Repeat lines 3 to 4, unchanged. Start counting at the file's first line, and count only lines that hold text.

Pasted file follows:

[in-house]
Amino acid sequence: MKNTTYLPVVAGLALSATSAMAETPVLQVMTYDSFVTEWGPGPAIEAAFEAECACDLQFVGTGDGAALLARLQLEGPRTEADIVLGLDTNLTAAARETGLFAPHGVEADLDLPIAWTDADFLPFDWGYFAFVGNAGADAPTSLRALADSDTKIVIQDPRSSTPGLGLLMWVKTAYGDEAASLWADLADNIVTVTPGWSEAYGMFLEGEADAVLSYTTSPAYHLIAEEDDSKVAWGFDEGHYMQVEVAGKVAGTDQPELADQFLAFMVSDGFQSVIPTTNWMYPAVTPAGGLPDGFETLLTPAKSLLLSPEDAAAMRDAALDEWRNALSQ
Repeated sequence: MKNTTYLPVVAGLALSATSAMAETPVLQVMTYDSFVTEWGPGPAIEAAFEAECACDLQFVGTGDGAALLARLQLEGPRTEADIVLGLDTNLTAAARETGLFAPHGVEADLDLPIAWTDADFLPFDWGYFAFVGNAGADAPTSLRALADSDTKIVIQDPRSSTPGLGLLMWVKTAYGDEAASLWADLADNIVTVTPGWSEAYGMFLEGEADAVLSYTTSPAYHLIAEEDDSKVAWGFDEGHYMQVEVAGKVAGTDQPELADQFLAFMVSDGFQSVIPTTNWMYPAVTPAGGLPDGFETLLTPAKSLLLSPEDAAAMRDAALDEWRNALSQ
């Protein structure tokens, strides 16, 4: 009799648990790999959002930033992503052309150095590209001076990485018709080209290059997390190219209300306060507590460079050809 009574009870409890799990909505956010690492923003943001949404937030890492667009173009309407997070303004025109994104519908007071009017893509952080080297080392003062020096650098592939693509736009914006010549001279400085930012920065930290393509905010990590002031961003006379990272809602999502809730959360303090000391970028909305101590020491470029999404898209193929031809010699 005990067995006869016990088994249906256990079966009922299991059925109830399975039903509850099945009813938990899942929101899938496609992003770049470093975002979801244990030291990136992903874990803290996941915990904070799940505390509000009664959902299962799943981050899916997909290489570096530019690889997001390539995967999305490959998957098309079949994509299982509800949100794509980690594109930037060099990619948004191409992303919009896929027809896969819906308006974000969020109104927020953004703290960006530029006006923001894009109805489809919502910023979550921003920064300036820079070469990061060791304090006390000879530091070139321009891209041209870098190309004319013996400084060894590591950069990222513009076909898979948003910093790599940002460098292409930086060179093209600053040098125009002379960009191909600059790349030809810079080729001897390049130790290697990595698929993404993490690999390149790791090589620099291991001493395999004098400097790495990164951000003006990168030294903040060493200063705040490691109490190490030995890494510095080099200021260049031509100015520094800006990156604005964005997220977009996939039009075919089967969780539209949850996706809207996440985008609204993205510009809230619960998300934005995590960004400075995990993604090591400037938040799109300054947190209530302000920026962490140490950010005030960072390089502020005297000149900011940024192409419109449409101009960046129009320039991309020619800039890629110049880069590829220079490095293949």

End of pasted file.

Repeated sequence: MKNTTYLPVVAGLALSATSAMAETPVLQVMTYDSFVTEWGPGPAIEAAFEAECACDLQFVGTGDGAALLARLQLEGPRTEADIVLGLDTNLTAAARETGLFAPHGVEADLDLPIAWTDADFLPFDWGYFAFVGNAGADAPTSLRALADSDTKIVIQDPRSSTPGLGLLMWVKTAYGDEAASLWADLADNIVTVTPGWSEAYGMFLEGEADAVLSYTTSPAYHLIAEEDDSKVAWGFDEGHYMQVEVAGKVAGTDQPELADQFLAFMVSDGFQSVIPTTNWMYPAVTPAGGLPDGFETLLTPAKSLLLSPEDAAAMRDAALDEWRNALSQ
């Protein structure tokens, strides 16, 4: 009799648990790999959002930033992503052309150095590209001076990485018709080209290059997390190219209300306060507590460079050809 009574009870409890799990909505956010690492923003943001949404937030890492667009173009309407997070303004025109994104519908007071009017893509952080080297080392003062020096650098592939693509736009914006010549001279400085930012920065930290393509905010990590002031961003006379990272809602999502809730959360303090000391970028909305101590020491470029999404898209193929031809010699 005990067995006869016990088994249906256990079966009922299991059925109830399975039903509850099945009813938990899942929101899938496609992003770049470093975002979801244990030291990136992903874990803290996941915990904070799940505390509000009664959902299962799943981050899916997909290489570096530019690889997001390539995967999305490959998957098309079949994509299982509800949100794509980690594109930037060099990619948004191409992303919009896929027809896969819906308006974000969020109104927020953004703290960006530029006006923001894009109805489809919502910023979550921003920064300036820079070469990061060791304090006390000879530091070139321009891209041209870098190309004319013996400084060894590591950069990222513009076909898979948003910093790599940002460098292409930086060179093209600053040098125009002379960009191909600059790349030809810079080729001897390049130790290697990595698929993404993490690999390149790791090589620099291991001493395999004098400097790495990164951000003006990168030294903040060493200063705040490691109490190490030995890494510095080099200021260049031509100015520094800006990156604005964005997220977009996939039009075919089967969780539209949850996706809207996440985008609204993205510009809230619960998300934005995590960004400075995990993604090591400037938040799109300054947190209530302000920026962490140490950010005030960072390089502020005297000149900011940024192409419109449409101009960046129009320039991309020619800039890629110049880069590829220079490095293949």